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Thread: Let's talk Comms.

  1. #21
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    Very good information here. Faith, Quiet and Dave5339 are spot on.

    I too have incorporated Ham into my plan/operation. Hoping to upgrade to General sometime in the fall. I too believe the FT 897 is the way to go for the same reasons stated.

    Just like ARs, the accessories can expand your radio's capabilities. In addition to the equipment mentioned here, a Yaesu Ft 8800R cross band repeating radio and a simplex repeater can widen your "patrol area"

    Some accessories that are worth their weight in gold are "do it yourself" In You can "boost" your 2m VHF radios with a simple J-Pole antenna made of TV twin lead that fits in a tent stake pouch. Trade off is similiar to HF; you'll have to stop and deploy the antenna by haning it in a tree.

  2. #22
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    .....
    Last edited by QuietShootr; 08-10-10 at 18:30.

  3. #23
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    Quote Originally Posted by QuietShootr View Post
    If anyone's interested, I can expand on this a bit more.
    Interested.

  4. #24
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    Here's what I'm looking for:

    1) A base station that can receive/transmit as far as possible without requiring licensing
    2) A base station that is mountable in a standard 19" equipment rack
    4) Mobile/Handheld units compatible with the main base station

    Pretty simple. My relatives all live within a 5-6 mile radius from my house, so it would be nice to stay in contact with them via radio if the main grid ever went down. Obviously, greater ranges would be better, but I have no idea how to even begin going that route.

    It seems like CB might work for me, but I know pretty much nothing about the subject, whatsoever.

    It would also be nice to be able to hear what's going on in the outside world, if the excrement hit the oscillator. Are there any units out there that offer the capability to receive but not transmit? Is it possible to extend the range of reception without transmission, legally? How?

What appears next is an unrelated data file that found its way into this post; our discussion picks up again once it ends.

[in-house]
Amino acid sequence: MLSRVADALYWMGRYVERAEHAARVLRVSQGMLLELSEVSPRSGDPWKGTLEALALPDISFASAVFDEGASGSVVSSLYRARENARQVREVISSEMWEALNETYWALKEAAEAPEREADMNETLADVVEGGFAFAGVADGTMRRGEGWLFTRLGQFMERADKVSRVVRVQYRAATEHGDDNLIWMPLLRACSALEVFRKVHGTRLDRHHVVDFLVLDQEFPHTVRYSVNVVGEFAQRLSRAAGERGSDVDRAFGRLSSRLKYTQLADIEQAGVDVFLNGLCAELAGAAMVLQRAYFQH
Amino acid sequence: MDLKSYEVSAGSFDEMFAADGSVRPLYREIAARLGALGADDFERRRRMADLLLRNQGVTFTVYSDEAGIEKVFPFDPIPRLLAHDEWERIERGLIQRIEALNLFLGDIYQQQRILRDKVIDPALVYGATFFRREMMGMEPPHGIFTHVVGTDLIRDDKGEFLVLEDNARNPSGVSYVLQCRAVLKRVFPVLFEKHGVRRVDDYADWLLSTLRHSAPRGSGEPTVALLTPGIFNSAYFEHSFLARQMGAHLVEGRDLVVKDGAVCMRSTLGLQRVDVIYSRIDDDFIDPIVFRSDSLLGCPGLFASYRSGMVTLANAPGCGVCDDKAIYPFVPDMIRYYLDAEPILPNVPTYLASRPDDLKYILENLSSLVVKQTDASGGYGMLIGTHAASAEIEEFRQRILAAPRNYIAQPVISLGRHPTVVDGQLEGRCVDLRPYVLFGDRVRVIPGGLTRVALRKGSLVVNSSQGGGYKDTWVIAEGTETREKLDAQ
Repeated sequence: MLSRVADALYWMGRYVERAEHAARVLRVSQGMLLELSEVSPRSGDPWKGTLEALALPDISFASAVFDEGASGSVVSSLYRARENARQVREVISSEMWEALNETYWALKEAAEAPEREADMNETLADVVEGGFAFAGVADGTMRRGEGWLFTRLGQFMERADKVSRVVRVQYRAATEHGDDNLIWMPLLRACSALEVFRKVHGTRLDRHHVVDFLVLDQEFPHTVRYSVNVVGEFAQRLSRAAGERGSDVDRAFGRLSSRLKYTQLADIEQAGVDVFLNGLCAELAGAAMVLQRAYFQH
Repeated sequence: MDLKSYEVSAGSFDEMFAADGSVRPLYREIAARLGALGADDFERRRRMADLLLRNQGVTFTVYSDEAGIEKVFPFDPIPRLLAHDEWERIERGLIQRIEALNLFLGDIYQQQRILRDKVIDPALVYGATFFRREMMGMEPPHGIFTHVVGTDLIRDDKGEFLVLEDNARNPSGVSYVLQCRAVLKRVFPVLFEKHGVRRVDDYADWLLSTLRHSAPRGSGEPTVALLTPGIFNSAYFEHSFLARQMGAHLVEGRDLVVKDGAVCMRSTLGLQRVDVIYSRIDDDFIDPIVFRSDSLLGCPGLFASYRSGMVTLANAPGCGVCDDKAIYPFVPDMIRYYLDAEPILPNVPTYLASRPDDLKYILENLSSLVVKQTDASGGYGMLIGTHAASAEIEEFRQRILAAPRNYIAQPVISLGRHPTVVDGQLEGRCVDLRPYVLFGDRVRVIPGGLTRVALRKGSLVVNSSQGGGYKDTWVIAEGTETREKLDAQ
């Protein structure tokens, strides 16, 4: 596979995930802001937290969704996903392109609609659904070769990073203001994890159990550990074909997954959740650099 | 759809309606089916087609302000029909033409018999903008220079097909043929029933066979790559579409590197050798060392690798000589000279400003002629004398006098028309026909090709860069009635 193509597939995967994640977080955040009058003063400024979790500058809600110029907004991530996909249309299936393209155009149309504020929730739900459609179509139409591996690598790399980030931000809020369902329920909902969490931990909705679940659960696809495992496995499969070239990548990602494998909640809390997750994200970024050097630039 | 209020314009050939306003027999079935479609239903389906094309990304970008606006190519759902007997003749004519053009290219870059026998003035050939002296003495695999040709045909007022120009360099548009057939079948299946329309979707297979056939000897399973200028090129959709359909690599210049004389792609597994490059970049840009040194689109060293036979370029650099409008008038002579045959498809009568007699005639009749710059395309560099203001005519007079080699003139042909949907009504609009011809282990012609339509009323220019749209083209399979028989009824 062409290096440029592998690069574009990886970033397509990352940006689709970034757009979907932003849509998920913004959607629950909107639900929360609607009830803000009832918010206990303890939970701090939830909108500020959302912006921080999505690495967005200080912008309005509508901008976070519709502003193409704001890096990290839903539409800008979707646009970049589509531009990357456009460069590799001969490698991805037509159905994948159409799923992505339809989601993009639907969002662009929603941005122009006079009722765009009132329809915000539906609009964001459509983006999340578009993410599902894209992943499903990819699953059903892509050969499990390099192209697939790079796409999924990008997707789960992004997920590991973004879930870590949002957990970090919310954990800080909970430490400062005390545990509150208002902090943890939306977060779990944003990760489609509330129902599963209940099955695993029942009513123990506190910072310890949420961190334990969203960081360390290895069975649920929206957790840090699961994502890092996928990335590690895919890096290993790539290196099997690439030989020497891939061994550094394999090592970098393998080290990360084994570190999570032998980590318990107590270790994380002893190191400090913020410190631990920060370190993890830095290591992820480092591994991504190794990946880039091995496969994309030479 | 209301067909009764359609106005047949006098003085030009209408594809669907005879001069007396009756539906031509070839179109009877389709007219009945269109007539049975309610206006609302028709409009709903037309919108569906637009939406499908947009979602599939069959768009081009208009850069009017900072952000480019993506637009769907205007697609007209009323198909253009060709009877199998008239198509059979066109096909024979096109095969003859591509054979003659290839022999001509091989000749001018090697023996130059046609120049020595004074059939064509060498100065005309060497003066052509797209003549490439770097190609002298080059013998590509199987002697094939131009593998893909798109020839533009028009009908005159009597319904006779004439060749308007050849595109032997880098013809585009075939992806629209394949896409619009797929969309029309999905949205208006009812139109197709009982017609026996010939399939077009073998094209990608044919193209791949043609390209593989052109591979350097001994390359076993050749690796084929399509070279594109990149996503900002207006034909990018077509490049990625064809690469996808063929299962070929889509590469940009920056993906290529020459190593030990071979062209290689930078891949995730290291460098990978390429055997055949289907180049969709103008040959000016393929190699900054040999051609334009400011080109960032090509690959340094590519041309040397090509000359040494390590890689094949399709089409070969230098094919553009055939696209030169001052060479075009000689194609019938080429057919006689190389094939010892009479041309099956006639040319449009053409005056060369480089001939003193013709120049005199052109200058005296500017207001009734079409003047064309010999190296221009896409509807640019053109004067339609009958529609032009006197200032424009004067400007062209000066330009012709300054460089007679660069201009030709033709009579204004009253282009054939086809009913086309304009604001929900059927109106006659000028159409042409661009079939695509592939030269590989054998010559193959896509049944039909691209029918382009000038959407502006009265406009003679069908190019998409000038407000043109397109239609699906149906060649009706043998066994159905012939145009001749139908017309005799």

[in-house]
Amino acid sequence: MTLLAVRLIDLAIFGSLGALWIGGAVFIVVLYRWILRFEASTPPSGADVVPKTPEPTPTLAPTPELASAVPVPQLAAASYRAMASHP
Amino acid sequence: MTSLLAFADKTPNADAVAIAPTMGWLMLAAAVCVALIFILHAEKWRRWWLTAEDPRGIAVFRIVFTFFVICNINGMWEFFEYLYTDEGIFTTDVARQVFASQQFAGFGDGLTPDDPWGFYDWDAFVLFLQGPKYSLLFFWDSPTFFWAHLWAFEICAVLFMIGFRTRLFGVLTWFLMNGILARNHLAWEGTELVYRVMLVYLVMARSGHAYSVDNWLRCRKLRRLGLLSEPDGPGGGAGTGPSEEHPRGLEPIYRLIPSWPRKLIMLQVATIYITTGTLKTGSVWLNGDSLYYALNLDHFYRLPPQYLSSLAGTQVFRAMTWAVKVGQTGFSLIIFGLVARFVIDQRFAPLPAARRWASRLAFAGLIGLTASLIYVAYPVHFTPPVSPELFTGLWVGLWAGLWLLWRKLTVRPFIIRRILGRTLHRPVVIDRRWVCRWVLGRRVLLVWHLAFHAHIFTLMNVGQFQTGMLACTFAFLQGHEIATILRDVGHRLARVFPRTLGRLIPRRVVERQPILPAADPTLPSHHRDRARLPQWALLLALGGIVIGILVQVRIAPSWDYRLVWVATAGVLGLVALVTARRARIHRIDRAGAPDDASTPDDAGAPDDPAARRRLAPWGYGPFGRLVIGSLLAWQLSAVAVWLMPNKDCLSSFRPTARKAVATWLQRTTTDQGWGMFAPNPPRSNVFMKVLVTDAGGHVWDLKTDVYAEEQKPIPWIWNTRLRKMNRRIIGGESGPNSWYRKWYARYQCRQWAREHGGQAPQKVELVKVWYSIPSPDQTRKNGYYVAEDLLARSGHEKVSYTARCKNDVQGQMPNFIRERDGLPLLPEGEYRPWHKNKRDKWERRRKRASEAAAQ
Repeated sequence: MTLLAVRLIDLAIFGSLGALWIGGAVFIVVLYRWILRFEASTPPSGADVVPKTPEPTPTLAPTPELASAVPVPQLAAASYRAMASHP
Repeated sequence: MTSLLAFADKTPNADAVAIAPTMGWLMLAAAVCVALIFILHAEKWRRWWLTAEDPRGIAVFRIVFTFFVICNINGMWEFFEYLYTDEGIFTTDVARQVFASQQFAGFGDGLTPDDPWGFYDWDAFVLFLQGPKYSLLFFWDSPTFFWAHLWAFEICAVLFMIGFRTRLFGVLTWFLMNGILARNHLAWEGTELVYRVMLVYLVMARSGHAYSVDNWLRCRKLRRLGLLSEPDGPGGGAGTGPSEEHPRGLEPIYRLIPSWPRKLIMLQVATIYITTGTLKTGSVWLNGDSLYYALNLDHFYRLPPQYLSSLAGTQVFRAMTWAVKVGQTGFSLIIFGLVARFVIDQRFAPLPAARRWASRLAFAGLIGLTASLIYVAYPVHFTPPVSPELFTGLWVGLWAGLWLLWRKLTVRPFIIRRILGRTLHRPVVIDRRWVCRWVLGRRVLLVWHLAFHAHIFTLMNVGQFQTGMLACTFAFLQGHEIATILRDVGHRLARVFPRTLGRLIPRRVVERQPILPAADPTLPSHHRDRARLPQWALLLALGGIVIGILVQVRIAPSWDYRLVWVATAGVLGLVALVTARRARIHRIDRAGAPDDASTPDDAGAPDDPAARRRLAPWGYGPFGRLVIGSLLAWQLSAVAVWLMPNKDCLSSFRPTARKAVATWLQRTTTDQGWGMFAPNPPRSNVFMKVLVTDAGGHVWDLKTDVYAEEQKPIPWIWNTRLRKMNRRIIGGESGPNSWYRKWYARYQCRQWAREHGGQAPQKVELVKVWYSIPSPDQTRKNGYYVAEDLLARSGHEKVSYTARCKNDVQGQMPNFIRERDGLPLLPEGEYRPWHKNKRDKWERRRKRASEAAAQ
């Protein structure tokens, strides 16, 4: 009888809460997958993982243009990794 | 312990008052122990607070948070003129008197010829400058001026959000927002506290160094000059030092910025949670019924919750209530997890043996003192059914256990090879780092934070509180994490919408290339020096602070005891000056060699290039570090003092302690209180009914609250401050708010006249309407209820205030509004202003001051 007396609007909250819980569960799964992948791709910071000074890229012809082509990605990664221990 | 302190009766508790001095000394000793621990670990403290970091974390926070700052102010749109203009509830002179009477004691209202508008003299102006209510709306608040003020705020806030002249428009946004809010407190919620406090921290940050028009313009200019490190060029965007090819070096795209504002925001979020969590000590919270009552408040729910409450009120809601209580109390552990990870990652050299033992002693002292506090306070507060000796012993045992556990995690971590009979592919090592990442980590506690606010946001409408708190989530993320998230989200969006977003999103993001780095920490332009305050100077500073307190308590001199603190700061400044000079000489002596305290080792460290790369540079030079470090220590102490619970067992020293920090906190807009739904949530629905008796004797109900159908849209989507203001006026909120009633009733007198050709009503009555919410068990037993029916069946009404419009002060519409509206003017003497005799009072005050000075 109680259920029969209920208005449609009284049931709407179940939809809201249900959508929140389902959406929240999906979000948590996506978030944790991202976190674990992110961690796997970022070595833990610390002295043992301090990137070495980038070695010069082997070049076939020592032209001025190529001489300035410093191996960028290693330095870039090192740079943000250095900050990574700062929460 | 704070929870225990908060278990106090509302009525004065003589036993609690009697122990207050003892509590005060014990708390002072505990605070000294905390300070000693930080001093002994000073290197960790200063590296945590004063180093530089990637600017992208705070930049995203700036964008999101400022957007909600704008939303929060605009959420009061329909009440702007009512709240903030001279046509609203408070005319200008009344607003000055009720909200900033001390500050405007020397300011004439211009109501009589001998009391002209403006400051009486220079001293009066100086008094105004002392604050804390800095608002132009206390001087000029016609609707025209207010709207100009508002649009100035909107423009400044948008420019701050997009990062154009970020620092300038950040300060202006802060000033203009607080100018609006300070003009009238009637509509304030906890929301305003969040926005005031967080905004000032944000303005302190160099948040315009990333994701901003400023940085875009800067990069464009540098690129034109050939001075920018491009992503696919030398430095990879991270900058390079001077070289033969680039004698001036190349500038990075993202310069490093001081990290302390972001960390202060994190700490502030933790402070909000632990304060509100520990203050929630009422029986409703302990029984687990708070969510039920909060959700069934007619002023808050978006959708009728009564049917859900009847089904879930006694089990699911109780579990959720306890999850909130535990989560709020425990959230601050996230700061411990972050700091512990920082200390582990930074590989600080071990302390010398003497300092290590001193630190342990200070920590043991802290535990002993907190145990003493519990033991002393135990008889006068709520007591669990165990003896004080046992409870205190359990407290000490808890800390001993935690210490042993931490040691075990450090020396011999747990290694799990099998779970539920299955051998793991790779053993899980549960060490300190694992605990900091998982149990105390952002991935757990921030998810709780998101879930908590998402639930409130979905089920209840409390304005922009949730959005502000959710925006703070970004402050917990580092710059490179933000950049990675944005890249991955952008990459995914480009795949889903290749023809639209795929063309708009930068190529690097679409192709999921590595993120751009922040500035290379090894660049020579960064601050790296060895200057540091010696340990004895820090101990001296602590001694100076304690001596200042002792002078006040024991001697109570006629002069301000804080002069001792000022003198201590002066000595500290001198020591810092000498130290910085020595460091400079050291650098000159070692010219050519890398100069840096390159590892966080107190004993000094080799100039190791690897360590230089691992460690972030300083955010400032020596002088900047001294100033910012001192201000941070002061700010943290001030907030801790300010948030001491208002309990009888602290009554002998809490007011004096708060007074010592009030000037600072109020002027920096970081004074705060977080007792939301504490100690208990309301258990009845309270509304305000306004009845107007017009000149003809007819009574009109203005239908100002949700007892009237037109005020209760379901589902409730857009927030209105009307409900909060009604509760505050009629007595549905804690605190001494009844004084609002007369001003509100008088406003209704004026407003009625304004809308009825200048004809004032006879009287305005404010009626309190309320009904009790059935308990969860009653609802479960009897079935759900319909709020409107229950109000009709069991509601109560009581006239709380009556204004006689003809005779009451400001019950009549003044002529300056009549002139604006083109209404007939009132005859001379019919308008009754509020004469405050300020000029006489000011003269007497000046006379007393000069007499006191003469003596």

My needs are pretty basic:

    1) Stay in touch with family
    2) Monitor beyond my locality

    Again, longer distance = better, but I'm starting out from square one. I didn't expect some of the responses received.

    I really need some hand-holding on this. Any links for comprehensive information? Any recommended products for my aforementioned list of stuff I'd like to have?

    Obviously more range is more desirable, and if licensing isn't extremely high-priced, then it's an avenue I may be interested in.

    Consider my perspective to this area being a guy going from a break-action shotgun, and wanting to dive into NFA, showing up in the AR-General Discussion section.


  5. #25
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    All of this information is VERY interesting, seeing as I am a total idiot with respect to radio communication and such.

    A couple of questions:

    Where can I go to get a license?

    Where can I go to buy some of these receivers/transmitters? How much do they cost?
    Last edited by CJGarza; 08-24-09 at 00:16.

  6. #26
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    Quote Originally Posted by CJGarza View Post
    All of this information is VERY interesting, seeing as I am a total idiot with respect to radio communication and such.
    A couple of questions:
    Where can I go to get a license?
    Where can I go to buy some of these receivers/transmitters? How much do they cost?